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Used in casting shadows (often called “Drop Shadows”, like in Photoshop) from elements. Here is an example with the deepest possible browser support:

.shadow {
  -webkit-box-shadow: 3px 3px 5px 6px #ccc;  /* Safari 3-4, iOS 4.0.2 - 4.2, Android 2.3+ */
  -moz-box-shadow:    3px 3px 5px 6px #ccc;  /* Firefox 3.5 - 3.6 */
  box-shadow:         3px 3px 5px 6px #ccc;  /* Opera 10.5, IE 9, Firefox 4+, Chrome 6+, iOS 5 */
}

Thats:

box-shadow: [horizontal offset] [vertical offset] [blur radius] [optional spread radius] [color];
  1. The horizontal offset (required) of the shadow, positive means the shadow will be on the right of the box, a negative offset will put the shadow on the left of the box.
  2. The vertical offset (required) of the shadow, a negative one means the box-shadow will be above the box, a positive one means the shadow will be below the box.
  3. The blur radius (required), if set to 0 the shadow will be sharp, the higher the number, the more blurred it will be, and the further out the shadow will extend. For instance a shadow with 5px of horizontal offset that also has a 5px blur radius will be 10px of total shadow.
  4. The spread radius (optional), positive values increase the size of the shadow, negative values decrease the size. Default is 0 (the shadow is same size as blur).
  5. Color (required) – takes any color value, like hex, named, rgba or hsla. If the color value is omitted, box shadows are drawn in the foreground color (text color). But be aware, older WebKit browsers (pre Chrome 20 and Safari 6) ignore the rule when color is omitted.

Using a semi-transparent color like rgba(0, 0, 0, 0.4) is most common, and a nice effect, as it doesn’t completely/opaquely cover what it’s over, but allows what’s underneath to show through a bit, like a real shadow.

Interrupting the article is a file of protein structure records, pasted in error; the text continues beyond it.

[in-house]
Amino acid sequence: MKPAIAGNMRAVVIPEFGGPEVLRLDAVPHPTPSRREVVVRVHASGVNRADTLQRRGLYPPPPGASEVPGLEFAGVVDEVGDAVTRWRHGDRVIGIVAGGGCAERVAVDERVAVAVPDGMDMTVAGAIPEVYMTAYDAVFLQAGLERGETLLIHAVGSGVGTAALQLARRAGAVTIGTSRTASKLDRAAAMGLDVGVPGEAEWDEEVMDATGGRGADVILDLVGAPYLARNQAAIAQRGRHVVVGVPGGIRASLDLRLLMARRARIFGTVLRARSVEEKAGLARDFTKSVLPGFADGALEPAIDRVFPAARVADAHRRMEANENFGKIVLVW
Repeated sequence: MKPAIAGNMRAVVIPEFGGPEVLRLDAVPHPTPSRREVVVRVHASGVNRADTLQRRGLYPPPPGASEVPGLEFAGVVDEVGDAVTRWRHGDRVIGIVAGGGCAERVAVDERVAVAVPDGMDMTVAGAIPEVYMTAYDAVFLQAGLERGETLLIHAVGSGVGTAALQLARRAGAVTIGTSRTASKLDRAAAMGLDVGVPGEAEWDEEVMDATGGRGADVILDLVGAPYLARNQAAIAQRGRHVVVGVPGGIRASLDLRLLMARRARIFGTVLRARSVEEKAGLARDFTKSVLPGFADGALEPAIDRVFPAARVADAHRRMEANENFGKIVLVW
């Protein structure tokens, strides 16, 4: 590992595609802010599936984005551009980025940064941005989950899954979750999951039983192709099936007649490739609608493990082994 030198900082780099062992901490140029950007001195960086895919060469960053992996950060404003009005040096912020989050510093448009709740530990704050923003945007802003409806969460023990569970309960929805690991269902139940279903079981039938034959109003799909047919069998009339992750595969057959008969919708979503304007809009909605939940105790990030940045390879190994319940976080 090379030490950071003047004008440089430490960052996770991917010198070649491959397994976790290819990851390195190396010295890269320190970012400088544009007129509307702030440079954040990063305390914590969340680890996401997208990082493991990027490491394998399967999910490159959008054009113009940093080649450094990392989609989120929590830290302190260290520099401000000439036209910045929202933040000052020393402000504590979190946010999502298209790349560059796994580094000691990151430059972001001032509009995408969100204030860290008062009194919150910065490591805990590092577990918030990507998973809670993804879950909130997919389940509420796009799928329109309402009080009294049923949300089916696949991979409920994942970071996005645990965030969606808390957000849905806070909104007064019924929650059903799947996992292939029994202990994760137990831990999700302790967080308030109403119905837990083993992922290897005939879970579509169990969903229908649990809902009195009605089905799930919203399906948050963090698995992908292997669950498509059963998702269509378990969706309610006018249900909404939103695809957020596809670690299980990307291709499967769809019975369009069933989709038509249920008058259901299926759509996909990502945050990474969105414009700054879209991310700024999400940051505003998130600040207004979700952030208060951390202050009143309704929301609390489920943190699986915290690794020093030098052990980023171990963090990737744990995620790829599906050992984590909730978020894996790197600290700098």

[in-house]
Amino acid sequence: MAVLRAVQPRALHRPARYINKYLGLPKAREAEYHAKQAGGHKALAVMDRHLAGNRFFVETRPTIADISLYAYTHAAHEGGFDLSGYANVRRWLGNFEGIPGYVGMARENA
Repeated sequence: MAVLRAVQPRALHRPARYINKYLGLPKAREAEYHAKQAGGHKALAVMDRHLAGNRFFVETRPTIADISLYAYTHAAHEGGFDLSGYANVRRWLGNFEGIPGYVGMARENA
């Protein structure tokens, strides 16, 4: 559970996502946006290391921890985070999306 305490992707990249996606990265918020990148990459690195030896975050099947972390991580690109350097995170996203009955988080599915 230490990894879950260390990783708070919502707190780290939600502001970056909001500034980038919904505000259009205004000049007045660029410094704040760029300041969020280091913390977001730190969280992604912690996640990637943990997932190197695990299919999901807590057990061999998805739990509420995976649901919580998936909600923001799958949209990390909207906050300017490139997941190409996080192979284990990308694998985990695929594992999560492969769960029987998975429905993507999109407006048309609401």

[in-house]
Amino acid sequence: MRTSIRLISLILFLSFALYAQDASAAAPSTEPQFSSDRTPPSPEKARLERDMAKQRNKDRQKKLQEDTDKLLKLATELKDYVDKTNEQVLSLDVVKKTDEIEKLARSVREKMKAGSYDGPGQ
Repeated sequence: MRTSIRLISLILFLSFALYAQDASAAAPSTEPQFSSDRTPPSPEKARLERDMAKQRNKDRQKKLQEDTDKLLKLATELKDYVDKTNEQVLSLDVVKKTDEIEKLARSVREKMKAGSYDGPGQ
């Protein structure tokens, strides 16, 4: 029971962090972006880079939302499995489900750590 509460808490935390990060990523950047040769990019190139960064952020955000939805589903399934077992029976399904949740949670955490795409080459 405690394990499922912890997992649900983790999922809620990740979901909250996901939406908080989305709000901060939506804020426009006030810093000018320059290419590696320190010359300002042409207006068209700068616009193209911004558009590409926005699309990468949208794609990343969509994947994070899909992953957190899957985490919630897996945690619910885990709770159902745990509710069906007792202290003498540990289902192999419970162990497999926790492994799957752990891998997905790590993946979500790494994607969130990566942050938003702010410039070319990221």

Example

example

Inner Shadow

.shadow {
   -moz-box-shadow:    inset 0 0 10px #000000;
   -webkit-box-shadow: inset 0 0 10px #000000;
   box-shadow:         inset 0 0 10px #000000;
}

Example

example2

Internet Explorer (8 and down) Box Shadow

You need an extra element, but it’s do-able with filter.

<div class="shadow1">
  <div class="content">
    Box-shadowed element
  </div>
</div>
.shadow1 {
  margin: 40px;
  background-color: rgb(68,68,68); /* Needed for IEs */

  -moz-box-shadow: 5px 5px 5px rgba(68,68,68,0.6);
  -webkit-box-shadow: 5px 5px 5px rgba(68,68,68,0.6);
  box-shadow: 5px 5px 5px rgba(68,68,68,0.6);

  filter: progid:DXImageTransform.Microsoft.Blur(PixelRadius=3,MakeShadow=true,ShadowOpacity=0.30);
  -ms-filter: "progid:DXImageTransform.Microsoft.Blur(PixelRadius=3,MakeShadow=true,ShadowOpacity=0.30)";
  zoom: 1;
}
.shadow1 .content {
  position: relative; /* This protects the inner element from being blurred */
  padding: 100px;
  background-color: #DDD;
}

One-Side Only

Using a negative spread radius, you can get squeeze in a box shadow and only push it off one edge of a box.

.one-edge-shadow {
  -webkit-box-shadow: 0 8px 6px -6px black;
     -moz-box-shadow: 0 8px 6px -6px black;
          box-shadow: 0 8px 6px -6px black;
}
example3

Multiple Borders & More

You can comma separate box-shadow any many times as you like. For instance, this shows two shadows with different positions and different colors on the same element:

box-shadow: 
  inset 5px 5px 10px #000000, 
  inset -5px -5px 10px blue;

Browser Support

See snippet at top of page for specifics on vendor prefix coverage. This is one of those properties where dropping the prefixes is pretty reasonable at this point.

Chrome Safari Firefox Opera IE Android iOS
Any 3+ 3.5+ 10.5+ 9+ 2.3+ 4.0.2+